Resin was once a major bi-product of the millions of pine trees of the Landes forest. In the late 19th and early 20th century, the "gemmeurs", or resin-collectors, would scrape the trunk of a tree of its bark, then fix little earthenware pots against it to collect the resin as it ran out.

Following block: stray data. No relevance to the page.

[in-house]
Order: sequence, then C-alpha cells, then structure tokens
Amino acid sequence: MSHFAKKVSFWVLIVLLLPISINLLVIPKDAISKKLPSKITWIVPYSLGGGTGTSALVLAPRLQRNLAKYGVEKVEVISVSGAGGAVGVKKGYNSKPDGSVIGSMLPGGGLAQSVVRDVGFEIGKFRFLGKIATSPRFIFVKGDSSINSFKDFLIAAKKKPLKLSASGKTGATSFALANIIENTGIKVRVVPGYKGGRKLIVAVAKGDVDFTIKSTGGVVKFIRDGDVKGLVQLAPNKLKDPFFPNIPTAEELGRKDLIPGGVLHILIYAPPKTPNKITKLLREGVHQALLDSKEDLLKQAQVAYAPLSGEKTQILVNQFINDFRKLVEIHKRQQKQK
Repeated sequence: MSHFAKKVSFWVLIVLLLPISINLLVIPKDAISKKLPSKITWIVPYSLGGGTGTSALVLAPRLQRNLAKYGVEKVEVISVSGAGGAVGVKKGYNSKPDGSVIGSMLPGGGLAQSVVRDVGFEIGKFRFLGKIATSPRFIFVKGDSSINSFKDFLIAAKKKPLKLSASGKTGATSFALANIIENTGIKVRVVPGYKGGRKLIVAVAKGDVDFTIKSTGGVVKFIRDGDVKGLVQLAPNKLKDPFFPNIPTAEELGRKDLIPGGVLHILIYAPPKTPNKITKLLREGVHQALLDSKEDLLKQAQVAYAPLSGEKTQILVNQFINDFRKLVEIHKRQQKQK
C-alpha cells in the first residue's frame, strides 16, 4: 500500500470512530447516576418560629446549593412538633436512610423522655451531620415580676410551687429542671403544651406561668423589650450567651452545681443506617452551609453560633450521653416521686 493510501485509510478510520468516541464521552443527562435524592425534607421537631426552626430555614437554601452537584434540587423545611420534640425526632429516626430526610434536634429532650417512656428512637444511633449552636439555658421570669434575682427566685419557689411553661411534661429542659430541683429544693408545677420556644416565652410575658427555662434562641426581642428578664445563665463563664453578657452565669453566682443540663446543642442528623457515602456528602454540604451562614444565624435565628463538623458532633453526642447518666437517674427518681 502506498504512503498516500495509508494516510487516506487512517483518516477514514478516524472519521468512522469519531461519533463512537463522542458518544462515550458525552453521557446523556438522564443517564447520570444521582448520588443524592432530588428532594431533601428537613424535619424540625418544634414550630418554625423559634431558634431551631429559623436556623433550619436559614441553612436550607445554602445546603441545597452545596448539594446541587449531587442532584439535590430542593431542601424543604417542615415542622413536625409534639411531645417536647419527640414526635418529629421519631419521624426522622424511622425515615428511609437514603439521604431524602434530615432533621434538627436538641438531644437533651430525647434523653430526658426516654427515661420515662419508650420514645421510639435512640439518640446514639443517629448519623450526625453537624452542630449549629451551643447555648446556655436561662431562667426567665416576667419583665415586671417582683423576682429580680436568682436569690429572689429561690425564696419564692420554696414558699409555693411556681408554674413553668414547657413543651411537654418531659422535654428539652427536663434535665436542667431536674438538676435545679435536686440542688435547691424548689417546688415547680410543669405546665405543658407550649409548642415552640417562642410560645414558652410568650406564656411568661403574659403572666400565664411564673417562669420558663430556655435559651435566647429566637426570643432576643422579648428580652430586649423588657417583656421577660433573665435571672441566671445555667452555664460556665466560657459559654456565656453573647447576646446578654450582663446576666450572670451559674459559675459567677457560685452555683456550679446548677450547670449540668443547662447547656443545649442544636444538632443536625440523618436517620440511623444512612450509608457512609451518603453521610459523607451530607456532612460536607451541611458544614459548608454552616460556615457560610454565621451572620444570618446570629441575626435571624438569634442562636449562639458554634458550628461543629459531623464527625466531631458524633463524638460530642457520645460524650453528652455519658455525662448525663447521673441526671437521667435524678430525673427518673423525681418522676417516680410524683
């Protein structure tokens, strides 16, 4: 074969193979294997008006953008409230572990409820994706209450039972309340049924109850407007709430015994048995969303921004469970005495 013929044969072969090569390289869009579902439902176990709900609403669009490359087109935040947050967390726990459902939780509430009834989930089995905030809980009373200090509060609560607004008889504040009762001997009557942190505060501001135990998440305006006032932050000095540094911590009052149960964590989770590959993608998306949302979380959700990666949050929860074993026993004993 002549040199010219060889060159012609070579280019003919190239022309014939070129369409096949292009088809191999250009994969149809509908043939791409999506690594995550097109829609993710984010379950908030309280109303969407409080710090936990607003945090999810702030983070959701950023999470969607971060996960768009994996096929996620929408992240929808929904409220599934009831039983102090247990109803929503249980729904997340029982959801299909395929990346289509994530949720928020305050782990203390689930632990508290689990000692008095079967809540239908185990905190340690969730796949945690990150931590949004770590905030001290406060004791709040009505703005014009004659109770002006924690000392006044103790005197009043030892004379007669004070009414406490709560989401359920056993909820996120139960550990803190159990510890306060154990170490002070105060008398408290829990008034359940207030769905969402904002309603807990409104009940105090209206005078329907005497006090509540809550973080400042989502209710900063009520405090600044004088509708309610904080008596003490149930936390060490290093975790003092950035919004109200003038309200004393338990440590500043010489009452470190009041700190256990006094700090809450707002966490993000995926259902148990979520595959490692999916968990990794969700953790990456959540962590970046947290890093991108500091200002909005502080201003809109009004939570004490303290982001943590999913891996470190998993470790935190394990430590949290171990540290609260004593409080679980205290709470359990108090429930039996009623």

The resin was then collected in barrels and used in the production of substances such as turpentine and resin for musical instruments.

The resin workshop at Luxey closed in 1954 and is now part of the Museum of the park; in its heyday it employed 200 gemmeurs.

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